A Florida magistrate judge said Friday he could not halt discovery in the $11.4 million antitrust suit filed by traffic ticket services startup TIKD against the Florida Bar and a traffic ticket law firm, as he feared doing so would step on the toes of the presiding judge.
A defunct San Francisco-area paint recycler pushed back at attempts to sanction the company for its antitrust suit against a nonprofit paint industry outfit that does similar work, telling a California federal judge that it has plenty of evidence to back its claims.
Blue Cross Blue Shield insurers urged an Alabama federal judge on Thursday to allow for an immediate appeal of a ruling that found they have to face the strict per se standard, which presumes that an alleged plot to divvy up geographic markets by the insurance plans was unlawful.
The American Cable Association slammed Sinclair Broadcasting Group for withholding information regarding its plan to divest several broadcast stations in order to bring its proposed merger with Tribune Media Inc. into compliance with media ownership rules, urging the Federal Communications Commission on Thursday to demand more information from the company.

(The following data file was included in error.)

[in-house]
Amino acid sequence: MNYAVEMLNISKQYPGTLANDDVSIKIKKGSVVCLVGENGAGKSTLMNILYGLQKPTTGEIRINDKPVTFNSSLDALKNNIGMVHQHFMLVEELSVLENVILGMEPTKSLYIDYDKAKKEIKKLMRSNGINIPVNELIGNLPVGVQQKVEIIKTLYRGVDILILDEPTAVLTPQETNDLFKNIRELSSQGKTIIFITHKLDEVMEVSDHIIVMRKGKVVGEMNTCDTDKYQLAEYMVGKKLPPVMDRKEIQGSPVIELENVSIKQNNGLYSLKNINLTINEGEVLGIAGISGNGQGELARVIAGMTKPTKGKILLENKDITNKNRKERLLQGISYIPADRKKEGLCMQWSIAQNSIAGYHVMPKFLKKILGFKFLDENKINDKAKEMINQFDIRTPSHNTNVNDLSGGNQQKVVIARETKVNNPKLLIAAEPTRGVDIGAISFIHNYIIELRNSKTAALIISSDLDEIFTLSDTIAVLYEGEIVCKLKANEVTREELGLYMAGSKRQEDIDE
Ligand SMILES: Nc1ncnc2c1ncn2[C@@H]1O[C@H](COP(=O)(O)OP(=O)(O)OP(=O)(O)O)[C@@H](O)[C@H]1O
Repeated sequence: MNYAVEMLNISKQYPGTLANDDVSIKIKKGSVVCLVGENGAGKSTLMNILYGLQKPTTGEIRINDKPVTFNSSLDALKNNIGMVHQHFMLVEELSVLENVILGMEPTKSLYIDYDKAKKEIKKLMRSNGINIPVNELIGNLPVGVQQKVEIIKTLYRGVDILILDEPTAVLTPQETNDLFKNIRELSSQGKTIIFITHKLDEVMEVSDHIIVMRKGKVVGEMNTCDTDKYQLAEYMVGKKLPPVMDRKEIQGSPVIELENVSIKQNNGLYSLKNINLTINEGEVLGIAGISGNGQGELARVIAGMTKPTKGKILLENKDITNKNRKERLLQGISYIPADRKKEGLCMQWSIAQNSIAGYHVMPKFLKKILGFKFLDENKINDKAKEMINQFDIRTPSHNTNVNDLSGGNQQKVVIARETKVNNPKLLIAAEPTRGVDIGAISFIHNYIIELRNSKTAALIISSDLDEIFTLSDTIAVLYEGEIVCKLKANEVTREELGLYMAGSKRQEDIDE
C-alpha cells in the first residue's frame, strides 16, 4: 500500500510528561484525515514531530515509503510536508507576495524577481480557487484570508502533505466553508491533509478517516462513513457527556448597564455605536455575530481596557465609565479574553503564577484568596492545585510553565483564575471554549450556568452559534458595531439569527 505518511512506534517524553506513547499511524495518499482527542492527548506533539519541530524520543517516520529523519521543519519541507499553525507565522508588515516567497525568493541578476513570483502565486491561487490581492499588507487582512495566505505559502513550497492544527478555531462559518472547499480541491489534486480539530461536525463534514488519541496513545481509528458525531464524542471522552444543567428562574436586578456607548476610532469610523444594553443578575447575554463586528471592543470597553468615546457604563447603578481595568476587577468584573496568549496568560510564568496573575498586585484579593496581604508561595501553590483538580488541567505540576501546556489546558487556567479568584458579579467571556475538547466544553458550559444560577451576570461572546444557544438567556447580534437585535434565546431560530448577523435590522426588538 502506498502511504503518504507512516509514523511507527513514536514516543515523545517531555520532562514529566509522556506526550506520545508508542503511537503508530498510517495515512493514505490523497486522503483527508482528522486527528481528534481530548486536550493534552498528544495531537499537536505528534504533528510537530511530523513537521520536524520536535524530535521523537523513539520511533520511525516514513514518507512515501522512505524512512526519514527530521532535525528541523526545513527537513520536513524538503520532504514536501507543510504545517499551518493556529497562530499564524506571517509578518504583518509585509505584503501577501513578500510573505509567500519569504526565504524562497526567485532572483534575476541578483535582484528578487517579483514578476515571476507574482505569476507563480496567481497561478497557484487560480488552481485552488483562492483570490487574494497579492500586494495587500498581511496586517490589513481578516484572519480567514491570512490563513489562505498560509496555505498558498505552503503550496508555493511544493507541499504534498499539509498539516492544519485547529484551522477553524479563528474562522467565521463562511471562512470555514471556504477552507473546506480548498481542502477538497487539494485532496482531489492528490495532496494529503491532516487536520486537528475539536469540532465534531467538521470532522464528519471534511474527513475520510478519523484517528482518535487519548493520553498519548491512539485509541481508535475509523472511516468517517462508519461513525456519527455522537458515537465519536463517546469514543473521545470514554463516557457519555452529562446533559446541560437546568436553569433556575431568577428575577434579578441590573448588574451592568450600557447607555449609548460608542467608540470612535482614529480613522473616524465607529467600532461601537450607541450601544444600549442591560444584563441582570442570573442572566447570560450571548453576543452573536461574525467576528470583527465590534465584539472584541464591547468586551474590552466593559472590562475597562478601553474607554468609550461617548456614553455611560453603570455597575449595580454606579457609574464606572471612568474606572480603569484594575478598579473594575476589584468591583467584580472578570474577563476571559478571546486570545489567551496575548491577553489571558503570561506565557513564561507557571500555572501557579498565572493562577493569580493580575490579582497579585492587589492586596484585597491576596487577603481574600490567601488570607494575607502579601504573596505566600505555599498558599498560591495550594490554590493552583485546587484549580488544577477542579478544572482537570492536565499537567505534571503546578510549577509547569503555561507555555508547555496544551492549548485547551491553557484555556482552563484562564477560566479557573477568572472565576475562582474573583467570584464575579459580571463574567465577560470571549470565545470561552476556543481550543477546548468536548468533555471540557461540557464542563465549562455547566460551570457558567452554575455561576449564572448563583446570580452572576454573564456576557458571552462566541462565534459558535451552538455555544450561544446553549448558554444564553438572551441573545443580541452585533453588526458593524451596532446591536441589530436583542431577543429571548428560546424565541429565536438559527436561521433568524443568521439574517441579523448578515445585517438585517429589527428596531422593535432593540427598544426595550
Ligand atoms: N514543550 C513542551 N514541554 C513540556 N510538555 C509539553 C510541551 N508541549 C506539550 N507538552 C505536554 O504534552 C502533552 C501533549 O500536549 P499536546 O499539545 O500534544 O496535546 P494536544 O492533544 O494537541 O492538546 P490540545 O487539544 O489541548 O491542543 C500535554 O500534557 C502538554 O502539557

Reed Smith has bolstered its regulatory enforcement group by snagging a partner from Steptoe & Johnson to help lead its antitrust practice out of its Washington, D.C., office.
A Pennsylvania federal judge has cleared Teva Pharmaceuticals Industries Ltd. to use deposition testimony in an antitrust class action over an alleged pay-for-delay scheme for generic versions of cholesterol drug Niaspan, ruling that the pharmaceutical giant had not weaponized information protected by attorney-client privilege.
A D.C. federal judge has rejected the U.S. Department of Justice’s arguments that AT&T’s planned purchase of Time Warner would hurt competition and drive up consumer costs, dealing a major blow to the government’s first court challenge of a vertical merger in decades. Here, Law360 looks at how we got here, the key issues and highlights of the case.